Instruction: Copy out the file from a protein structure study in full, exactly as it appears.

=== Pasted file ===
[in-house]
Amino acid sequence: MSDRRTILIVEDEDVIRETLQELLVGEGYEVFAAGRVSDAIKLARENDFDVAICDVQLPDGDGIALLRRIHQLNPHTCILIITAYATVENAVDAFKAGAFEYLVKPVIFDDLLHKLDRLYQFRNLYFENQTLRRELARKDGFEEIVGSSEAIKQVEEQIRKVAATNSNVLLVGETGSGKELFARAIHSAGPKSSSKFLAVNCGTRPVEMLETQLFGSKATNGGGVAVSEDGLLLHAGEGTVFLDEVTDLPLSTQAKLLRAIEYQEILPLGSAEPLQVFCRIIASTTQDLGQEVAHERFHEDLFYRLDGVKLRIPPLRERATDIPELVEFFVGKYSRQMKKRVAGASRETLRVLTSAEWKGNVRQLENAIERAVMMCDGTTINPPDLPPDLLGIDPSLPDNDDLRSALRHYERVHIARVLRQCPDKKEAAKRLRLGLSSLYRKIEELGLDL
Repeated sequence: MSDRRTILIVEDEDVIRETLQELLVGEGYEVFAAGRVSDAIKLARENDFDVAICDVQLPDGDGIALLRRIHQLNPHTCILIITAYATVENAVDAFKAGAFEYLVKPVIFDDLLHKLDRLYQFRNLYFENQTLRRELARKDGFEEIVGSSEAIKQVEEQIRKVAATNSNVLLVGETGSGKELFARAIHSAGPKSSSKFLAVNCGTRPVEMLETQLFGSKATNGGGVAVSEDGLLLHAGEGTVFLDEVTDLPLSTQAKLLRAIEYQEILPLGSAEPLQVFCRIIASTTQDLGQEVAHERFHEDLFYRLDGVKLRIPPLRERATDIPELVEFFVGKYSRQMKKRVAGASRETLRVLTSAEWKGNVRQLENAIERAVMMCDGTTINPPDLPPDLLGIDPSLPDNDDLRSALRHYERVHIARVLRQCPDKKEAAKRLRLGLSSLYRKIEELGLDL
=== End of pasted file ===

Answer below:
[in-house]
Amino acid sequence: MSDRRTILIVEDEDVIRETLQELLVGEGYEVFAAGRVSDAIKLARENDFDVAICDVQLPDGDGIALLRRIHQLNPHTCILIITAYATVENAVDAFKAGAFEYLVKPVIFDDLLHKLDRLYQFRNLYFENQTLRRELARKDGFEEIVGSSEAIKQVEEQIRKVAATNSNVLLVGETGSGKELFARAIHSAGPKSSSKFLAVNCGTRPVEMLETQLFGSKATNGGGVAVSEDGLLLHAGEGTVFLDEVTDLPLSTQAKLLRAIEYQEILPLGSAEPLQVFCRIIASTTQDLGQEVAHERFHEDLFYRLDGVKLRIPPLRERATDIPELVEFFVGKYSRQMKKRVAGASRETLRVLTSAEWKGNVRQLENAIERAVMMCDGTTINPPDLPPDLLGIDPSLPDNDDLRSALRHYERVHIARVLRQCPDKKEAAKRLRLGLSSLYRKIEELGLDL
Repeated sequence: MSDRRTILIVEDEDVIRETLQELLVGEGYEVFAAGRVSDAIKLARENDFDVAICDVQLPDGDGIALLRRIHQLNPHTCILIITAYATVENAVDAFKAGAFEYLVKPVIFDDLLHKLDRLYQFRNLYFENQTLRRELARKDGFEEIVGSSEAIKQVEEQIRKVAATNSNVLLVGETGSGKELFARAIHSAGPKSSSKFLAVNCGTRPVEMLETQLFGSKATNGGGVAVSEDGLLLHAGEGTVFLDEVTDLPLSTQAKLLRAIEYQEILPLGSAEPLQVFCRIIASTTQDLGQEVAHERFHEDLFYRLDGVKLRIPPLRERATDIPELVEFFVGKYSRQMKKRVAGASRETLRVLTSAEWKGNVRQLENAIERAVMMCDGTTINPPDLPPDLLGIDPSLPDNDDLRSALRHYERVHIARVLRQCPDKKEAAKRLRLGLSSLYRKIEELGLDL